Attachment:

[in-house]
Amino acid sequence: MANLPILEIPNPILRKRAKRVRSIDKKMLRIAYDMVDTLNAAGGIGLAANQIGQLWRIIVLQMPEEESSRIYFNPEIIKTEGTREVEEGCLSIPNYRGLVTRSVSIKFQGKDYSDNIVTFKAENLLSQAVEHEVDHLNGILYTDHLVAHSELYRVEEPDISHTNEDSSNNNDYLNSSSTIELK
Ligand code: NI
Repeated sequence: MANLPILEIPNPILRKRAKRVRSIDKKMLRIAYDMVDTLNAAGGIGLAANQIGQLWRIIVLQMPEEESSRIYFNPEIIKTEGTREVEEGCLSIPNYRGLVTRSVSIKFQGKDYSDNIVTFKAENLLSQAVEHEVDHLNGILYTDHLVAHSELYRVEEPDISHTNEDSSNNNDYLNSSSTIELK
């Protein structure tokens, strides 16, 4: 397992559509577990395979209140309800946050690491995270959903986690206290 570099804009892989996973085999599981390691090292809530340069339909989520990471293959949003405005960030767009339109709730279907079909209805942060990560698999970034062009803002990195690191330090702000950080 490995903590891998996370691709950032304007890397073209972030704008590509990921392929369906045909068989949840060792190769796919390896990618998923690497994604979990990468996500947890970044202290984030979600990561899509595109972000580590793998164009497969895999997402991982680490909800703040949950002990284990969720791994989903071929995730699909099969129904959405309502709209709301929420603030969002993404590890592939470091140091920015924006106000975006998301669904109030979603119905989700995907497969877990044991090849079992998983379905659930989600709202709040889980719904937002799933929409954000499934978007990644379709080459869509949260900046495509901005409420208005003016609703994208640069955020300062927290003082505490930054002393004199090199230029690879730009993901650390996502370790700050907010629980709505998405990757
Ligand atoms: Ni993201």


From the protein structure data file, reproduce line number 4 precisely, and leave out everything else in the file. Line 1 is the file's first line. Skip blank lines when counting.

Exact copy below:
Repeated sequence: MANLPILEIPNPILRKRAKRVRSIDKKMLRIAYDMVDTLNAAGGIGLAANQIGQLWRIIVLQMPEEESSRIYFNPEIIKTEGTREVEEGCLSIPNYRGLVTRSVSIKFQGKDYSDNIVTFKAENLLSQAVEHEVDHLNGILYTDHLVAHSELYRVEEPDISHTNEDSSNNNDYLNSSSTIELK